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December 14, 2011 by · 1 Comment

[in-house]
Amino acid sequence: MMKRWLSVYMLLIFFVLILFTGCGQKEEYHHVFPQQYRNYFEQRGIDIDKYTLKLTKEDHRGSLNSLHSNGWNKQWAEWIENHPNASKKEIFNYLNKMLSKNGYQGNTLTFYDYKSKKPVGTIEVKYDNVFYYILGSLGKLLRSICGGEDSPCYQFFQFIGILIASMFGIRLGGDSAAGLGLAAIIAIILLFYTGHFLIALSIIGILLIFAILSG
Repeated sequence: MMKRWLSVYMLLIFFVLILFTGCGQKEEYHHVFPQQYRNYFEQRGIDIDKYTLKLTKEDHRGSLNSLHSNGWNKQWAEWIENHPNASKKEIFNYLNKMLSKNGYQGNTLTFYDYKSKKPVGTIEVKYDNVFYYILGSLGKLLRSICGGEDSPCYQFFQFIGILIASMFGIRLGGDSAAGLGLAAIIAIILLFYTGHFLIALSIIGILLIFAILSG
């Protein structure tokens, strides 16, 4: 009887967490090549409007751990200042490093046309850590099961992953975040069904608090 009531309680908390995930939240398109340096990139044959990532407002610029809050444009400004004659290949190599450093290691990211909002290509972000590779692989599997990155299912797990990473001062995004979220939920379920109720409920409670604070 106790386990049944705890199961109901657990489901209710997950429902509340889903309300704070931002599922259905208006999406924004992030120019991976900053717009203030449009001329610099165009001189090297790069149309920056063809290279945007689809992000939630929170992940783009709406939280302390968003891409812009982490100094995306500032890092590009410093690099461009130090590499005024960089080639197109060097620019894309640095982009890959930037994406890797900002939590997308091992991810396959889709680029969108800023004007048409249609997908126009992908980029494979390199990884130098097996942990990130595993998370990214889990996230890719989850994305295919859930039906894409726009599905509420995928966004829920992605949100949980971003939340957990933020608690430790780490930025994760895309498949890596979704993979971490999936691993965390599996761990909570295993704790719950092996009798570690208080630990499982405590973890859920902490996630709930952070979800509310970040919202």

Receiving a lifetime achievement award at the Dubai International Film Festival, famed German director Werner Herzog (Aguirre, the Wrath of God; Nosferatu; Cave of Forgotten Dreams) has disparaged Lawrence of Arabia as “not really that good anymore.” Herzog criticized the screenplay by Robert Bolt for depicting the Arab world as “very stupid.” He added: “Lawrence of Arabia doesn’t portray the Arab world in a good way.” Herzog’s remarks may have come as a surprise to organizers of the DIFF, who selected Lawrence to kick off their first festival in 2004. Herzog said that for a forthcoming film he himself is educating himself about the Arab world — “about the region, about Islam, about [the] Bedouin … about the dignity of the Arabian world. This is something which you cannot learn from Lawrence of Arabia. It does not show what is true of today.” (The film, however, does depict T.E. Lawrence, played by Peter O’Toole, doing precisely what Herzog says he himself is doing — immersing himself in Arab culture.) In a December 1962 letter to director David Lean, published in Lawrence of Arabia, the 30th Anniversary Pictorial History (1992), by L. Robert Morris and Lawrence Raskin, Bolt told of receiving a phone call from a Muslim “Prince of some kind” who remarked that Lawrence “was the first film he had seen in which a Muslim people were accorded absolutely equal status with the whites, being neither sentimentalized nor belittled.” Herzog, who fancies himself a “rogue” filmmaker, may also discover some aspects of Arab culture woefully restrictive for a Westerner. For example, in some areas of the region the films of Egyptian-born Omar Sharif, one of the stars of Lawrence, have long been banned because Sharif kissed Barbra Streisand, a Jew, in Funny Girl, and in 2005 a death fatwa was declared against Sharif after he appeared as St. Peter in an Italian film.